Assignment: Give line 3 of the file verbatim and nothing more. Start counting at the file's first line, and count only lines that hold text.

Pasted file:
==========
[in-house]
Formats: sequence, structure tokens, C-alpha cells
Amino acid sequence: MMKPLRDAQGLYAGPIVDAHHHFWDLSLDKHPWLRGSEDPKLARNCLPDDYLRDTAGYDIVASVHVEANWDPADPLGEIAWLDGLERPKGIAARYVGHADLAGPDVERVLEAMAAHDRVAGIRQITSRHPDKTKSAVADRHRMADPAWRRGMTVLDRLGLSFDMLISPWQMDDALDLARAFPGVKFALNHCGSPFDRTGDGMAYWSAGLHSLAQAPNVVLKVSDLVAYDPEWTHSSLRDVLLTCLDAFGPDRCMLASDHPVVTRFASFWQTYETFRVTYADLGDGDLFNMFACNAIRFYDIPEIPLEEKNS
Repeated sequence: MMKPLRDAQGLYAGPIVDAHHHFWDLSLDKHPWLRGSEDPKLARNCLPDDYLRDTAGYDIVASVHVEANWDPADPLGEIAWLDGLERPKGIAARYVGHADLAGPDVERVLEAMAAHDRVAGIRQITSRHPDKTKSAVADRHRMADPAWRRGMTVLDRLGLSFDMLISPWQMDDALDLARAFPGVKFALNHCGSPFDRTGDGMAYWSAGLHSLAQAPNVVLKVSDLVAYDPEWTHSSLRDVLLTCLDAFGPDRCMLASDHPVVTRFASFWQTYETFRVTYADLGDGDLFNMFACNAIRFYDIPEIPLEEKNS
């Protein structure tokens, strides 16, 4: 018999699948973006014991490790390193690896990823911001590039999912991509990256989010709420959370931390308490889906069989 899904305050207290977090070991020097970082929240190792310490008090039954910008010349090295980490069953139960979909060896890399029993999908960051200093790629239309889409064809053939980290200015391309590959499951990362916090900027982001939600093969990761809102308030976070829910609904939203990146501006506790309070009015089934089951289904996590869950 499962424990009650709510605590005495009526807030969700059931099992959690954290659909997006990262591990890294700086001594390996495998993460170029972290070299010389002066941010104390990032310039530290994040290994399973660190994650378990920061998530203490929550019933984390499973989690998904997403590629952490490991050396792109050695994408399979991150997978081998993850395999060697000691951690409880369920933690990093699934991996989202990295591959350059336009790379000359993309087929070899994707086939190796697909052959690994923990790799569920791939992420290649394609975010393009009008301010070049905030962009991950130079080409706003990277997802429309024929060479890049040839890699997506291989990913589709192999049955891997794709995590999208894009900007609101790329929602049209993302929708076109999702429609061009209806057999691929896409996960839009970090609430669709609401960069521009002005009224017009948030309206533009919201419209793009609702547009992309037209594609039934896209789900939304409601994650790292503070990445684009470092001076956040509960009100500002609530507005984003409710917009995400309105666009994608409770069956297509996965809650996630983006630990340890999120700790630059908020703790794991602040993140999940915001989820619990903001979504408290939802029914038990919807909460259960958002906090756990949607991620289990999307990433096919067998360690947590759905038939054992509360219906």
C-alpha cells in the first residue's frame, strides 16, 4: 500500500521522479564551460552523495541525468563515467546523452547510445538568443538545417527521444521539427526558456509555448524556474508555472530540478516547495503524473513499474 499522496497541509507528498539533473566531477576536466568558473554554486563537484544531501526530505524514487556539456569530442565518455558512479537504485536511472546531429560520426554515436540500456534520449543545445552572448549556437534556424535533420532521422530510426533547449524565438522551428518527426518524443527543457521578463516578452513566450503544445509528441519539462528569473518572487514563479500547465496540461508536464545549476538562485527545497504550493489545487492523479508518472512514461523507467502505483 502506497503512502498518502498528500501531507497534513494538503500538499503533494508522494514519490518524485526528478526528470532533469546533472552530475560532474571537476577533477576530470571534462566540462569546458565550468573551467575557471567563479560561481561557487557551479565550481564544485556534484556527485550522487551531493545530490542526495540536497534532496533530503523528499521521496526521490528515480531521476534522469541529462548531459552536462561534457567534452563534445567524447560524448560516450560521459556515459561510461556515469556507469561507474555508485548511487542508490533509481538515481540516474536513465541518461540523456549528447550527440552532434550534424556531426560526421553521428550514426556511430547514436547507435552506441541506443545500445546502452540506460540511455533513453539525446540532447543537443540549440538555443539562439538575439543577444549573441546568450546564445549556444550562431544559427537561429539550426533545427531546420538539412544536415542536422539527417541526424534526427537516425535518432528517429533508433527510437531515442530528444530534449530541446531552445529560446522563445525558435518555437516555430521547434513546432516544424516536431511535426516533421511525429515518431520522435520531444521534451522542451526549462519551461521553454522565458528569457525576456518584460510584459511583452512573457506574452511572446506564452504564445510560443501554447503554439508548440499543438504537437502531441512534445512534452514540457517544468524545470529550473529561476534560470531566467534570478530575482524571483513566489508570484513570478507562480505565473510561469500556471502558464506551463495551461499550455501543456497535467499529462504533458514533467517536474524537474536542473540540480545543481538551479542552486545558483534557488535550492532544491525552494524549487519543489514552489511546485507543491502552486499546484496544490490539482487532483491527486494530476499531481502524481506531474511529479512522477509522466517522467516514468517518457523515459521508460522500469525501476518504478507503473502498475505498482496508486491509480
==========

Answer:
Amino acid sequence: MMKPLRDAQGLYAGPIVDAHHHFWDLSLDKHPWLRGSEDPKLARNCLPDDYLRDTAGYDIVASVHVEANWDPADPLGEIAWLDGLERPKGIAARYVGHADLAGPDVERVLEAMAAHDRVAGIRQITSRHPDKTKSAVADRHRMADPAWRRGMTVLDRLGLSFDMLISPWQMDDALDLARAFPGVKFALNHCGSPFDRTGDGMAYWSAGLHSLAQAPNVVLKVSDLVAYDPEWTHSSLRDVLLTCLDAFGPDRCMLASDHPVVTRFASFWQTYETFRVTYADLGDGDLFNMFACNAIRFYDIPEIPLEEKNS